Although reports on the success of social commerce indicate an astronomical growth in the next decade, understanding the complexities of the antecedents of its continuous use by consumers is limited. This study attempts to bridge this gap by using a mature IS continuance model in the social commerce context. The study also significantly extends this continuance model by theorizing and testing non-linear effects. The IS continuance model argues that all the links among confirmation, perceived usefulness, satisfaction, and continuance in the model are positive and linear. However, there is a strong theoretical basis to suggest that some relationships in the model are complex and non-linear, especially the antecedents and consequences of satisfaction. Perceived usefulness is modeled as a second order construct of social, hedonic, and utility benefits to more richly account for contexts relevant to making continuous use decisions for social commerce. Data from 531 current social commerce users provide support to our assertions. The results revealed quadratic relationships between perceived usefulness and satisfaction and between satisfaction and continuance use intentions. Perceived usefulness has a positive relationship with satisfaction for females and experienced social commerce users but an inverse-U relationship for males and inexperienced users. Satisfaction in turn has a positive relationship with continuance use intentions for females but an inverse-U relationship for males.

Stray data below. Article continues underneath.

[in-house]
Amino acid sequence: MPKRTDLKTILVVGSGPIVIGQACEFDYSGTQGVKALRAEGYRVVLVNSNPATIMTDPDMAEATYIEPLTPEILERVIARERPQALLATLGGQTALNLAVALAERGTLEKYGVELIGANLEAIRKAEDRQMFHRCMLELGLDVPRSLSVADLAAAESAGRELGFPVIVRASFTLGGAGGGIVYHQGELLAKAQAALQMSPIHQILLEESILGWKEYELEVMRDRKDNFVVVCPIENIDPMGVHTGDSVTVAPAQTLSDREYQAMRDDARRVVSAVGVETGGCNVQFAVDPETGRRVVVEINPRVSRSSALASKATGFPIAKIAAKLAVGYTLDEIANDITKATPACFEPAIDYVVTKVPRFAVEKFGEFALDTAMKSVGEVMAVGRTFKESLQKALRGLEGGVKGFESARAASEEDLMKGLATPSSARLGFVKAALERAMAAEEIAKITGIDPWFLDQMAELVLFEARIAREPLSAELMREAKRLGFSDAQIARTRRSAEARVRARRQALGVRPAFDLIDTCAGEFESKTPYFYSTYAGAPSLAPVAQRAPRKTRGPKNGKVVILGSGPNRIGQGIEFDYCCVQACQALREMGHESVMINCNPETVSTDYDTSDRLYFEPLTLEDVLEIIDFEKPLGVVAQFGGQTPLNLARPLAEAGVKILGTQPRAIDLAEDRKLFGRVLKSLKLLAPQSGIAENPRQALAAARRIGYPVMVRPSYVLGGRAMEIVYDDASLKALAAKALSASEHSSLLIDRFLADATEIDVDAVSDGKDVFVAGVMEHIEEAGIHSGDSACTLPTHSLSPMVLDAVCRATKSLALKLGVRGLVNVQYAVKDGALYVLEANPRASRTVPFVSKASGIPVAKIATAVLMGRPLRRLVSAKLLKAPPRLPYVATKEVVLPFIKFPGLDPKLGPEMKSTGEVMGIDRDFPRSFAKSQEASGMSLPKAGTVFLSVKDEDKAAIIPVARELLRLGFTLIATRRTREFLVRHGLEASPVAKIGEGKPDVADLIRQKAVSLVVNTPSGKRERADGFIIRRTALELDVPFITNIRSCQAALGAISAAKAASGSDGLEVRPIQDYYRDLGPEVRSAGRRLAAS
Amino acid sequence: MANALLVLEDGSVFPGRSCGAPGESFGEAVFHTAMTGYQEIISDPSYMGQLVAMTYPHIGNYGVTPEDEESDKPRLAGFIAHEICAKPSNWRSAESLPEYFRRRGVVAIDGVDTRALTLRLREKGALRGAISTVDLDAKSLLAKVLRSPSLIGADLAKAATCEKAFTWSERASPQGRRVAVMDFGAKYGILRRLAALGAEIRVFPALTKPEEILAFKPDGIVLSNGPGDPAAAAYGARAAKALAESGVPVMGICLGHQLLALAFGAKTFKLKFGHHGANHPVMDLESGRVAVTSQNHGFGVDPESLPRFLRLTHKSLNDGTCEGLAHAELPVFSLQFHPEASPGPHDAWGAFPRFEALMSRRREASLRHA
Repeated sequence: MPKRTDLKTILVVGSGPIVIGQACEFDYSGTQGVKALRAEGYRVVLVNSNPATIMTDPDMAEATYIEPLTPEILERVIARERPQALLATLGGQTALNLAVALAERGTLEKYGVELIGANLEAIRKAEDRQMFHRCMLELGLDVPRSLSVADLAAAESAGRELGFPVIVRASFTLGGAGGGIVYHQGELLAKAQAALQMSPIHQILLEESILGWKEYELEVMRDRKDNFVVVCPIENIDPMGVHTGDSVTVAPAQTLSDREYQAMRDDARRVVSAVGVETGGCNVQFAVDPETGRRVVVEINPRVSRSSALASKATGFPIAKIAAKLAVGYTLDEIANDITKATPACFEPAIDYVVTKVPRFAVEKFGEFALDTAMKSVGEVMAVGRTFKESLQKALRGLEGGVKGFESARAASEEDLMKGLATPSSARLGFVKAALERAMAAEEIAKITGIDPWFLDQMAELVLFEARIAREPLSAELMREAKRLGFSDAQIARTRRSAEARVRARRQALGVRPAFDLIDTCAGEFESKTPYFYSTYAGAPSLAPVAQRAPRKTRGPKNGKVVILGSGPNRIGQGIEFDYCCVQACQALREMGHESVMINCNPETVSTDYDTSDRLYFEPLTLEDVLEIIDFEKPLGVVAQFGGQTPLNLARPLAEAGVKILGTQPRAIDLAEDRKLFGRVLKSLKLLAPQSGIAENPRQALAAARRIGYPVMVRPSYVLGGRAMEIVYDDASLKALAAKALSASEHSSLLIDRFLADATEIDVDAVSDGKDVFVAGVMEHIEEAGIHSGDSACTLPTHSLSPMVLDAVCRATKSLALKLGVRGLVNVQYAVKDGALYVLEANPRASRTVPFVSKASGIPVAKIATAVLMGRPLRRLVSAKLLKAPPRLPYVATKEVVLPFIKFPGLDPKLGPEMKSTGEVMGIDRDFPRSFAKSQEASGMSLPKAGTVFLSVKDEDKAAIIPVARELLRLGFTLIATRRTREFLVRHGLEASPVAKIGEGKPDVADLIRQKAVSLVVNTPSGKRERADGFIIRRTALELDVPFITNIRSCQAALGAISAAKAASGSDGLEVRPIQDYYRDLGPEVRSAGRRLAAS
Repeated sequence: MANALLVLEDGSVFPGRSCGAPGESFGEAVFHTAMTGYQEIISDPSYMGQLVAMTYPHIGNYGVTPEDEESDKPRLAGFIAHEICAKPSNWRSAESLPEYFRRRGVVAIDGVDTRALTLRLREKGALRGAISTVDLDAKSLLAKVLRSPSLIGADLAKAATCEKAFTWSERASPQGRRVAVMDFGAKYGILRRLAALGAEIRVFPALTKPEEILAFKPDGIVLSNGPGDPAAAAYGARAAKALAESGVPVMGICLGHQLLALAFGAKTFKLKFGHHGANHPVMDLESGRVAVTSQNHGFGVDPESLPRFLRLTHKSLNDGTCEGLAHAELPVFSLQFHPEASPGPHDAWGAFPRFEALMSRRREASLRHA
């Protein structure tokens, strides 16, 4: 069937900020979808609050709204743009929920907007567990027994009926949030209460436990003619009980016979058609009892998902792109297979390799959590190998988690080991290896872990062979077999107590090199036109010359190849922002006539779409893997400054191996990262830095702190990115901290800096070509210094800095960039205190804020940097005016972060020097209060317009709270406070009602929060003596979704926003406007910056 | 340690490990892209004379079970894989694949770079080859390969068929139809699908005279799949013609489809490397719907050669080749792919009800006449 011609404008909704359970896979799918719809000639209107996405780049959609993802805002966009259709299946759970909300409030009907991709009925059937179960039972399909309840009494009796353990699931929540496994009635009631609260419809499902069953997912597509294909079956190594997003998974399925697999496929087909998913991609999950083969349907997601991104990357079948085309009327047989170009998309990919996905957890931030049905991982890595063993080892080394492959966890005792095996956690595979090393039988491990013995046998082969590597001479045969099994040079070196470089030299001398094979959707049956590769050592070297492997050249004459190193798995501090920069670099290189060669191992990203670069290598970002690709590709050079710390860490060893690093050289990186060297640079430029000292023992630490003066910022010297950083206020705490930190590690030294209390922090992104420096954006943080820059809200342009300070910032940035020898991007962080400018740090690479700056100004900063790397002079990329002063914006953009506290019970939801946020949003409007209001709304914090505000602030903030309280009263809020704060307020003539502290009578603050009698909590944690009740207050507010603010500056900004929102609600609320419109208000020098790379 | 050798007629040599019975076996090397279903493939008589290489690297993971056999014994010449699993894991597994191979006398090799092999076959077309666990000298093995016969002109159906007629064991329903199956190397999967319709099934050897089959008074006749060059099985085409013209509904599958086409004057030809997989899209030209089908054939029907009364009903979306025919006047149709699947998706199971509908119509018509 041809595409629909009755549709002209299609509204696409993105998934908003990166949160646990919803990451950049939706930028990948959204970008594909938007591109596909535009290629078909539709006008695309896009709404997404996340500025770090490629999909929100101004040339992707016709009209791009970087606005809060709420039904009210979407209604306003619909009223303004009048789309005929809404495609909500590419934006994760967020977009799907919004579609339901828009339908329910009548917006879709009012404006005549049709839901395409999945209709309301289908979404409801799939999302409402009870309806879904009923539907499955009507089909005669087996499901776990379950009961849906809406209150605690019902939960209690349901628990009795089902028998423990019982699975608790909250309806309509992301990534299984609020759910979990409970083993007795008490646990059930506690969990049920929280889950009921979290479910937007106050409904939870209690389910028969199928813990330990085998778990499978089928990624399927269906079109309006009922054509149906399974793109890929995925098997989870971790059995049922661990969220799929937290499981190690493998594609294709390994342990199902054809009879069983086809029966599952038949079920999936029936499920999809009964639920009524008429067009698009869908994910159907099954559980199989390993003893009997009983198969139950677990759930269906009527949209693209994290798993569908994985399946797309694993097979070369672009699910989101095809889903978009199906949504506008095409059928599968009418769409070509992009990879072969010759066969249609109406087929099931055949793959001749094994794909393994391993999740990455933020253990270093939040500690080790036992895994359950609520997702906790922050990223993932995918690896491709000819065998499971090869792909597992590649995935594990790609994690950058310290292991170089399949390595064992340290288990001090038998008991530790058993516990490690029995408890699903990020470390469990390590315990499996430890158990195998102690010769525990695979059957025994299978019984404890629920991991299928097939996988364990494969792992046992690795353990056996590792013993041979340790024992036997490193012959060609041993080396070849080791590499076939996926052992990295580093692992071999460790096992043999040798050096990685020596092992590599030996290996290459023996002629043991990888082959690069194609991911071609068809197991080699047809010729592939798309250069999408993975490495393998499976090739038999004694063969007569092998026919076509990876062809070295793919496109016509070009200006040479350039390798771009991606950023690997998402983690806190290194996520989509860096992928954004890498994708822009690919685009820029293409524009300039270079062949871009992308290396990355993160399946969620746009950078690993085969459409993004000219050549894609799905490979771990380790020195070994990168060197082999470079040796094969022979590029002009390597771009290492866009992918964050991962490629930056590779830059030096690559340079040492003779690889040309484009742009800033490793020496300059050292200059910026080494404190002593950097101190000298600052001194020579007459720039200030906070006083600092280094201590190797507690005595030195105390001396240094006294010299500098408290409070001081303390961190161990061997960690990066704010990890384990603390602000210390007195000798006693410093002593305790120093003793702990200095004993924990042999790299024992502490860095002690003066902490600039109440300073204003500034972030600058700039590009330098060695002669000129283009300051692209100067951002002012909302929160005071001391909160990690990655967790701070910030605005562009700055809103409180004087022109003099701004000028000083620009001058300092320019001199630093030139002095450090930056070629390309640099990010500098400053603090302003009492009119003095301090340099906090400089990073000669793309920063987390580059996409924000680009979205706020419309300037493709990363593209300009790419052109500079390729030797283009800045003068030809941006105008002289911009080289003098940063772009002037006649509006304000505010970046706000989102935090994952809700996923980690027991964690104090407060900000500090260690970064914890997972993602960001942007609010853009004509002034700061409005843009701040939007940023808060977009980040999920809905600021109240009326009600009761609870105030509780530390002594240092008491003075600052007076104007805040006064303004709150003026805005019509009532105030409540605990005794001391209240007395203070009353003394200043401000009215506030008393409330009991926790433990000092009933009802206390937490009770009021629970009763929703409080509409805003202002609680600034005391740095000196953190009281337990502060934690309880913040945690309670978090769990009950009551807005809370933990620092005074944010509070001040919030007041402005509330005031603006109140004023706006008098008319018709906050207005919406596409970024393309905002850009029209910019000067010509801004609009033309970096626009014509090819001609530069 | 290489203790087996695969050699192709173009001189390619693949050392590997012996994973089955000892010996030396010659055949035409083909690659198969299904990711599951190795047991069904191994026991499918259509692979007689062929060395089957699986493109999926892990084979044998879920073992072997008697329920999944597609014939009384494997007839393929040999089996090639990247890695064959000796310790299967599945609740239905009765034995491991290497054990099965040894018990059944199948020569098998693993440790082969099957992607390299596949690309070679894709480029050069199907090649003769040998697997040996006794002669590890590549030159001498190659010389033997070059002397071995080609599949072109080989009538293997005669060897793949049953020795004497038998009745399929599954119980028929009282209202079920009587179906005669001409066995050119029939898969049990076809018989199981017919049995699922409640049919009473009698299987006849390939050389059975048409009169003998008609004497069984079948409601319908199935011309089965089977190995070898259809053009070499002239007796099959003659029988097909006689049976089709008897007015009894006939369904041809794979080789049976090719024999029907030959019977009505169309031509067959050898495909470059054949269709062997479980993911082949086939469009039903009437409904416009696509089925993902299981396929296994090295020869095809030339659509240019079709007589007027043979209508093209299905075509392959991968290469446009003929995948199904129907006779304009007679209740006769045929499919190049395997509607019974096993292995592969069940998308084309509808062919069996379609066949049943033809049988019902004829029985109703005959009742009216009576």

All Science Journal Classification (ASJC) codes
- Arts and Humanities (miscellaneous)
- Human-Computer Interaction